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Mitski – Be the Cowboy Review

Mitski rides all genres firmly in the saddle

It’s always fantastic when you stumble across an artist whose several albums into their career and has the perfect balance between having a style and yet still experimenting with their palette too. That’s how I felt when I discovered Mitski with her new album “Be The Cowboy”. Her rock centres around making songs that are barely ever over the two and a half minute mark, yet feel fully formed and full of life. “Be The Cowboy” bowled me over and then some and I highly recommend it.


Mitski swaps styles at the drop of a hat. Opening with the organ-drenched prog-rock of “Geyser” we have a celebratory explosion of rock with a growling introduction that blossoms into a cinematic stadium-filling finale. No sooner is that over we have the Shiina Ringo like dance-rock “Why Didn’t You Stop Me?” with heavy synths, funky guitars and then a brass arrangement. It sounds like it shouldn’t go together, but like the aforementioned Ringo, Mitski has a real talent of throwing so much into a song and making it gel effortlessly and seamlessly. The swaying out of time “Old Friend” returns to the piano folk-pop of some of her earlier records before the anthemic “A Pearl” rocks your soul. This is all within 10 minutes – it’s a bountiful rollercoaster ride.

No genre of rock is really out of reach from Mitski’s talents. Country get’s a gentle nod with the lovely “Lonesome Love” which contains my favourite lyrics possibly of the year: “nobody butters me up like you and nobody fucks me like me”. Moving towards dissonant 90’s pop rock “Remember My Name” is an angry cry for help whilst the deceptively happy “Me and My husband” reminds me of early Blur with that brand of clumsy pop-rock. Smokey blues takes a short visit with “Come into the Water” before the heartwrenching yet utterly danceable disco-pop of “Nobody” is fabulously lightweight yet disarmingly honest.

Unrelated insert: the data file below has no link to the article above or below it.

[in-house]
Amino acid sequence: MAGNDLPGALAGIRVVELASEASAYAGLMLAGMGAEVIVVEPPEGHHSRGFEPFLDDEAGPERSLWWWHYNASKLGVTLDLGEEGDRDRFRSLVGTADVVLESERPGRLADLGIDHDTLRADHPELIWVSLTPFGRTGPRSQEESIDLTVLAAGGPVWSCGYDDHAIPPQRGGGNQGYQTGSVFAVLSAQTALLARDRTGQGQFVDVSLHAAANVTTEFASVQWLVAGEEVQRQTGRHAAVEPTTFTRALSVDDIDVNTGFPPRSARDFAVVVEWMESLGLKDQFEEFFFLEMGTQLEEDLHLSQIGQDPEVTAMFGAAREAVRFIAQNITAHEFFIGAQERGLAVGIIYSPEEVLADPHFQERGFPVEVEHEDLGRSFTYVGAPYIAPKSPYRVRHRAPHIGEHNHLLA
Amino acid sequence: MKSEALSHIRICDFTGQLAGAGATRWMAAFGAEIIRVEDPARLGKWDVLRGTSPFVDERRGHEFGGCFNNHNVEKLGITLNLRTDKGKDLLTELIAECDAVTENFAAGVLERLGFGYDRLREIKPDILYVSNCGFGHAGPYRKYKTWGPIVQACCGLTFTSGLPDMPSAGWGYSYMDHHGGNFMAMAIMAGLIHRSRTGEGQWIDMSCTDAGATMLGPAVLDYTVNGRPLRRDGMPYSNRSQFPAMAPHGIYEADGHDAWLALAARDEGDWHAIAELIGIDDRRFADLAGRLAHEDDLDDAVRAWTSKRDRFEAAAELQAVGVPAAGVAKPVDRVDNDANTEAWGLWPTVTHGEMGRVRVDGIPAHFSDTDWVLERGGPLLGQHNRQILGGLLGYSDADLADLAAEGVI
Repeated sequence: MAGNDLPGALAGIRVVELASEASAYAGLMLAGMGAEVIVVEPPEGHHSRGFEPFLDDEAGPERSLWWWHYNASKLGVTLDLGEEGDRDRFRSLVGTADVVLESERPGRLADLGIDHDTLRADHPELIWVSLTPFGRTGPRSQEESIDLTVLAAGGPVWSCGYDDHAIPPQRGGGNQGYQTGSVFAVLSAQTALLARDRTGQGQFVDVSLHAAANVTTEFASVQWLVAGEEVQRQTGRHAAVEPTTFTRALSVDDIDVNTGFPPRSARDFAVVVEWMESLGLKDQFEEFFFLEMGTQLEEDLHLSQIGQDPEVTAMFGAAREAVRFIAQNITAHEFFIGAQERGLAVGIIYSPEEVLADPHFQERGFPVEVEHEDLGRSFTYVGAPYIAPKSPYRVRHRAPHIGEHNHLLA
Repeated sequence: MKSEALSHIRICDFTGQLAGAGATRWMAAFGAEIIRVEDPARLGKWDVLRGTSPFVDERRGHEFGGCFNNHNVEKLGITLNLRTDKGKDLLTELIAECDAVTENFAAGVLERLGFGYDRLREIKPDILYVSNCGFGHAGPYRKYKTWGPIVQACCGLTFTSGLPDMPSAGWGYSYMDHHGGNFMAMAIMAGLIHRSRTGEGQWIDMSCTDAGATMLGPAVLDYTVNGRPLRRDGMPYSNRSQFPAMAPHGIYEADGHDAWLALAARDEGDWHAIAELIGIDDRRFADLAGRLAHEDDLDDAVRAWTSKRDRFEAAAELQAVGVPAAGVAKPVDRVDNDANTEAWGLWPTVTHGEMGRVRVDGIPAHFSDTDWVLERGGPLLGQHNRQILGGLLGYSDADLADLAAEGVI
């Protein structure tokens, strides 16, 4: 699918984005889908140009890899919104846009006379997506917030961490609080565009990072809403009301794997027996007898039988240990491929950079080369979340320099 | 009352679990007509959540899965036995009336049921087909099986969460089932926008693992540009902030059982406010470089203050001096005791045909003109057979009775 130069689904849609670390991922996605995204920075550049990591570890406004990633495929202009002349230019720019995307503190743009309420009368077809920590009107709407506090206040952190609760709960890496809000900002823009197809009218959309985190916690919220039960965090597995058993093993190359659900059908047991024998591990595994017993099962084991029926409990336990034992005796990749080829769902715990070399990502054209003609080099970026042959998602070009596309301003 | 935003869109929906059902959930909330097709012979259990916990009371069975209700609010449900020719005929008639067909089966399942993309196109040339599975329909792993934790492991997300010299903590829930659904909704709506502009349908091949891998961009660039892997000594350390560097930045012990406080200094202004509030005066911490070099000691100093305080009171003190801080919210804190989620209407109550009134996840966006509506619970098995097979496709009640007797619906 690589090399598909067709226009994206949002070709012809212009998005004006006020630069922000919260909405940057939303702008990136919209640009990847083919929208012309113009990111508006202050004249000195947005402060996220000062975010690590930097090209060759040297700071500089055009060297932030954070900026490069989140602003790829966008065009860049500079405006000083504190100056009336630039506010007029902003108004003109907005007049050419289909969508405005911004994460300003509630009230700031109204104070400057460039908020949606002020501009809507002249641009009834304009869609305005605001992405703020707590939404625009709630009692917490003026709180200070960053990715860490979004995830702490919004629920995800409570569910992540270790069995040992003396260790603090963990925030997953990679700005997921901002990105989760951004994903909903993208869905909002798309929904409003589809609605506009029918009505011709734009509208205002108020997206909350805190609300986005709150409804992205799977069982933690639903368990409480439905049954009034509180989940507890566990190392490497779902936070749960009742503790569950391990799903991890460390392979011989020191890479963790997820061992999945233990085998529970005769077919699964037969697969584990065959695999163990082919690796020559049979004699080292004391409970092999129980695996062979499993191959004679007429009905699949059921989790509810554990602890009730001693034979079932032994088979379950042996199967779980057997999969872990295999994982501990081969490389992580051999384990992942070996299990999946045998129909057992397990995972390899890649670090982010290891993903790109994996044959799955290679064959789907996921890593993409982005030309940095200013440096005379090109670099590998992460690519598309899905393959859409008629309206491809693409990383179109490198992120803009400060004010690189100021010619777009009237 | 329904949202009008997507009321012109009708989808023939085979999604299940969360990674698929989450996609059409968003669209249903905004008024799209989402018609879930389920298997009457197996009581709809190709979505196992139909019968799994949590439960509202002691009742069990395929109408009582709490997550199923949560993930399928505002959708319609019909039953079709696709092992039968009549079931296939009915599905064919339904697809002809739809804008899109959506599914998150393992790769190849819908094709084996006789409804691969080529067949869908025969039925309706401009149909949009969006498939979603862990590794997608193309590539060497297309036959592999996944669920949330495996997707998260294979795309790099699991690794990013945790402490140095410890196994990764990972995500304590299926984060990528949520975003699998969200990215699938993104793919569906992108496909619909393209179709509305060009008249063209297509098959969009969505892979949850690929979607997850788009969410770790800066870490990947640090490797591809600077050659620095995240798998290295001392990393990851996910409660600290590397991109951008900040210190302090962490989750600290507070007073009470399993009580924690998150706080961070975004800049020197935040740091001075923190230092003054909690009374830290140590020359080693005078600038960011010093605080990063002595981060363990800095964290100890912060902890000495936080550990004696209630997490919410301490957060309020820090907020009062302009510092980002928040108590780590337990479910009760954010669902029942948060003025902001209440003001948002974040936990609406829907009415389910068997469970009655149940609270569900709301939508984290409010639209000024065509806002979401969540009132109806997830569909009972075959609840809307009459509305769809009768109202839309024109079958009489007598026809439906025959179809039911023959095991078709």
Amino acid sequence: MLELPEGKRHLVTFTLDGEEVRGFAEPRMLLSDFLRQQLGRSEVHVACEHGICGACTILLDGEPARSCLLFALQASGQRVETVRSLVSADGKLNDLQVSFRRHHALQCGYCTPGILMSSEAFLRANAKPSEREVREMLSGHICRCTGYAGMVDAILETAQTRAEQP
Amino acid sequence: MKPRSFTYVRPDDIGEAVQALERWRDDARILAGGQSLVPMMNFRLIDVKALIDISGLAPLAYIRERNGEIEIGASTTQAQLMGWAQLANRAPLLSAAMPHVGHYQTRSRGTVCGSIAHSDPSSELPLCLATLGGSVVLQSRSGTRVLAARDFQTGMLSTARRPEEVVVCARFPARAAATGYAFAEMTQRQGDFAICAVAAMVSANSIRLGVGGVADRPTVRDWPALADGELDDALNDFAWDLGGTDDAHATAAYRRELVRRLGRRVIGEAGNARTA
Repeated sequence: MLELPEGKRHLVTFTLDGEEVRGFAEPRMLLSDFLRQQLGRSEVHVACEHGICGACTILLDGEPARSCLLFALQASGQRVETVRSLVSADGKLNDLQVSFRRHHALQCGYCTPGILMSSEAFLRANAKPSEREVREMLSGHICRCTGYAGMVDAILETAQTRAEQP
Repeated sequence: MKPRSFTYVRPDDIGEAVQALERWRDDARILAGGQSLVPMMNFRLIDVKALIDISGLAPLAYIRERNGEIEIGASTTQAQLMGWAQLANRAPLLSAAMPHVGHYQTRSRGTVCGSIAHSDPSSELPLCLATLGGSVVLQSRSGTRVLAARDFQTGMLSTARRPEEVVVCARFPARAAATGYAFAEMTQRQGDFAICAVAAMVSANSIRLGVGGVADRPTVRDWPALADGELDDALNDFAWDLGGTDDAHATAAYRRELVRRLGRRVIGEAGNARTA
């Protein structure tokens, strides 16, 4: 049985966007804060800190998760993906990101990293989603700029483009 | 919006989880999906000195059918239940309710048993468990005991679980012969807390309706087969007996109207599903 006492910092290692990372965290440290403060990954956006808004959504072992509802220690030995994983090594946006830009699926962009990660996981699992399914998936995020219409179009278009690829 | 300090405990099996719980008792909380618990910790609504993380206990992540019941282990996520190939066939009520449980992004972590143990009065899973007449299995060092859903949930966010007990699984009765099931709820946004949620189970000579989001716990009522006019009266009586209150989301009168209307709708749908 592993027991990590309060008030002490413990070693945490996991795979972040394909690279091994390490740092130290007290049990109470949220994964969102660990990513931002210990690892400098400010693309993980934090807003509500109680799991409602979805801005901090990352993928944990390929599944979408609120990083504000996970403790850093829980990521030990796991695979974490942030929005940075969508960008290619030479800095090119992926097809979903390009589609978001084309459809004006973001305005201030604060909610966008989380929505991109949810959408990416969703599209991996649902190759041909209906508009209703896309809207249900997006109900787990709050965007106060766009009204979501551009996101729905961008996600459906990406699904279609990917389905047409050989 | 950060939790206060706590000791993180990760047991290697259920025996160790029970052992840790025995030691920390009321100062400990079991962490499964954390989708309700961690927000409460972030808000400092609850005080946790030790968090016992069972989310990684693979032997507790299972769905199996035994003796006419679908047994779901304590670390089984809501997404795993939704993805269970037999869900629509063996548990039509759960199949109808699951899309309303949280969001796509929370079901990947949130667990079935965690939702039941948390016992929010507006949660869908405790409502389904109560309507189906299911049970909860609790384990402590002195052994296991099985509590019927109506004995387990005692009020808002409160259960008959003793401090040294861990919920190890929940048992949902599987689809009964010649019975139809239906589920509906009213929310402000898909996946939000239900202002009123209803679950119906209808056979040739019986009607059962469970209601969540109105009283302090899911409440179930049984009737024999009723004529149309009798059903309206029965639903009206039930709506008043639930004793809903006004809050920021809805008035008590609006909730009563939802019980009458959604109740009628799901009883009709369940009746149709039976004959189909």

We’re now passed 20 minutes – just. Take a breath with the Cocteau Twins like “Pink in the Light” – full of guitar and vocal reverb and circular hooks before the dark and unsettlingly off-key “A Horse Named Cold Air” removes almost all the fanfare and focusses on a haunting melody and rousing vocal performance. “Washing Machine Heart” plays with synth rock in a way that Garbage does with their mid-tempo songs and is another favourite before the raucous “Blue Light” and utterly beautiful synth orchestra ballad “Two Slow Dancers” round off a cataclysm of an album – the latter track being a real tear-jerker.

Then its over. Breathe. Press repeat.

“Be The Cowboy” is an absolute tour de force and the perfect example of how to play ALL OF THE GENRES you want in a cohesive way that makes sense not just per song, but as an album package too. I feel like after a few listens I’m still discovering new things and yet feel like the album has been in my life as a treasure for ages. Mitski has created a truly remarkable album and it will be right up there come my end of year favourites list.

Recommended track: Why Didn’t You Stop Me?

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If you have this release, you can comment with your own score below.

Mitski - Be The Cowboy


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